Wednesday, 26 August 2015

Rent extraction

This was the theme of an article by Ben Chu in Monday's Independent. He explains:

Ferrying goods along the Rhine in medieval times was an expensive business. Feudal lords who controlled land along the banks of the river (which was also the main European commercial thoroughfare in the period) had a habit of hanging iron chains across the width of the waterway and extorting a fee from anyone who wanted passage. The nobles grew very rich from their tolling activities, building fancy castles overlooking the Rhine with their ill-gotten proceeds.
This was a classic example of what is now known by economists as “rent extraction”. The operators of these tolls weren’t creating any wealth through their activities. They weren’t facilitating trade by maintaining the waterway, or making it any safer for the merchants. They were merely using their privileged geographical location to extract wealth from others – to shift money around.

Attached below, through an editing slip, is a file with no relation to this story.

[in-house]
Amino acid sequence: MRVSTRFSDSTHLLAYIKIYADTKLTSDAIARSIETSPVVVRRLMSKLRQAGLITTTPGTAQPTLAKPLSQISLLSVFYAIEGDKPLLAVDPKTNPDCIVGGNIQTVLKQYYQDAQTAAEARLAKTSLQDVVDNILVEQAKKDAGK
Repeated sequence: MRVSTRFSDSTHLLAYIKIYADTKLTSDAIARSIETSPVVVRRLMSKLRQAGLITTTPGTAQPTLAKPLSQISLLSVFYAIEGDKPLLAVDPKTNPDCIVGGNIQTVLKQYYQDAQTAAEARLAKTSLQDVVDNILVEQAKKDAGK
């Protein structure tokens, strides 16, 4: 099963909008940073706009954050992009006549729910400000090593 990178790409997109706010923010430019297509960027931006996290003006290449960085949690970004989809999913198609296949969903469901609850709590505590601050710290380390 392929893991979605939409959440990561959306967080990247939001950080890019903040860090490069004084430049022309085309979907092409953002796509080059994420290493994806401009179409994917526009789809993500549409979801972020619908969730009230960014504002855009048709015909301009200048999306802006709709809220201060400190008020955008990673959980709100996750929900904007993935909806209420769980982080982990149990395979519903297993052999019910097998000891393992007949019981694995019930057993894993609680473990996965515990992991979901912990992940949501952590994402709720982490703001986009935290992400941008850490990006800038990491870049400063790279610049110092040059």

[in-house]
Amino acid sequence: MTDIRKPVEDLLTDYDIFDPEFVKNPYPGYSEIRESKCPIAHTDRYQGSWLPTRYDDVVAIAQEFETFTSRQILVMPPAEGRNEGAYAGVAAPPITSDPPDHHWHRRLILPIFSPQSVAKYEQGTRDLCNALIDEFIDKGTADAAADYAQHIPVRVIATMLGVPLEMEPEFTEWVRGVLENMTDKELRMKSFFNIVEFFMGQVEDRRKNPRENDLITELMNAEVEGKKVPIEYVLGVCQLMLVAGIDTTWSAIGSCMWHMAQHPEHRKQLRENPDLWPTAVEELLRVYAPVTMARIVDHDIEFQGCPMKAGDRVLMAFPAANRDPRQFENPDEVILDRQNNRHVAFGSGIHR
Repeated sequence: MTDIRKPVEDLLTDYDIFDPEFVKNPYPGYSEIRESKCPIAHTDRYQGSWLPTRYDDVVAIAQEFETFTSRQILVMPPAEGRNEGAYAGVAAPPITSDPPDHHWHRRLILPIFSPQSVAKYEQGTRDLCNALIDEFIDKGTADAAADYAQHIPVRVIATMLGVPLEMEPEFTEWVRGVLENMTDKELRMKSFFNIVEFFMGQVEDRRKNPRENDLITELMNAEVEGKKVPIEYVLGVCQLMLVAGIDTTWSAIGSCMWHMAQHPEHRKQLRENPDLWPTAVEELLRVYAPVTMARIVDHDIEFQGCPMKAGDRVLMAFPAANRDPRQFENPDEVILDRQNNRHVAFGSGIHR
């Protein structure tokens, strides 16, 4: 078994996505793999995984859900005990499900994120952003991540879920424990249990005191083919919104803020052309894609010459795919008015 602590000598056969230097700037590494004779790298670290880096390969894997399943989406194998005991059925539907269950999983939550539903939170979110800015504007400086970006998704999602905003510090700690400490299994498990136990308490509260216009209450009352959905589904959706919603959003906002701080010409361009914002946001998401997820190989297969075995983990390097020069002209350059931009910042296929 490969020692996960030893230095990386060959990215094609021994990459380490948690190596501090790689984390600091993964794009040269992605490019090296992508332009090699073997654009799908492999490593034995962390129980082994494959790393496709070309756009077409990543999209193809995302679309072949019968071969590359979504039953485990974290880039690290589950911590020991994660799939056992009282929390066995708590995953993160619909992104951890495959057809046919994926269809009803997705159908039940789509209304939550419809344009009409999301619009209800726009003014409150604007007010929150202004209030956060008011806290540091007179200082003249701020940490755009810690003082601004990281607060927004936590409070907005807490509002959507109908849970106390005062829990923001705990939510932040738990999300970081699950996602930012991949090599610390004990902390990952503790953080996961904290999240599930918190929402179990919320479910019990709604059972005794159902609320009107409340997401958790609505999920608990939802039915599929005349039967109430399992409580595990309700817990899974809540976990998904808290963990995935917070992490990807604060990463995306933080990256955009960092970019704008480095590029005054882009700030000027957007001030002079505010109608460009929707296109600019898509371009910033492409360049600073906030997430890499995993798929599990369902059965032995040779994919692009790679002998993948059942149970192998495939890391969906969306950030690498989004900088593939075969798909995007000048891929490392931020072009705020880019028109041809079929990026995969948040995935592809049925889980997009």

Ben Chu relates this business to the nice earners that the financial services industry has carved out for itself, thanks to the power of its lobbying - paid for by money which the banks and consultancies have not themselves created. But it also applies to other services for which the ordinary citizen cannot avoid payment.

Personally, I always had doubts about the Thatcher-Major privatisation of natural monopolies (water, power distribution and railway infrastructure) and was sorry that my party accepted totally the Tory thesis at the time, though to be fair to our spokesman Malcolm Bruce, he did call for tighter regulation and customer protection than was actually put in place.

In Ayes to the Left from which I extracted quotes to illustrate my blog post on the day, Peter Hain proposes schemes for the privatised monopolies which are worthy of consideration, incorporating the discipline of the market and avoiding micro-management by politicians while harnessing the public spirit of their employees. Certainly, anything would be better than Network Rail which is de facto a nationalised corporation again, but is still loaded with debt, like an Enron or CityLink, from its days in the private sector.

No comments: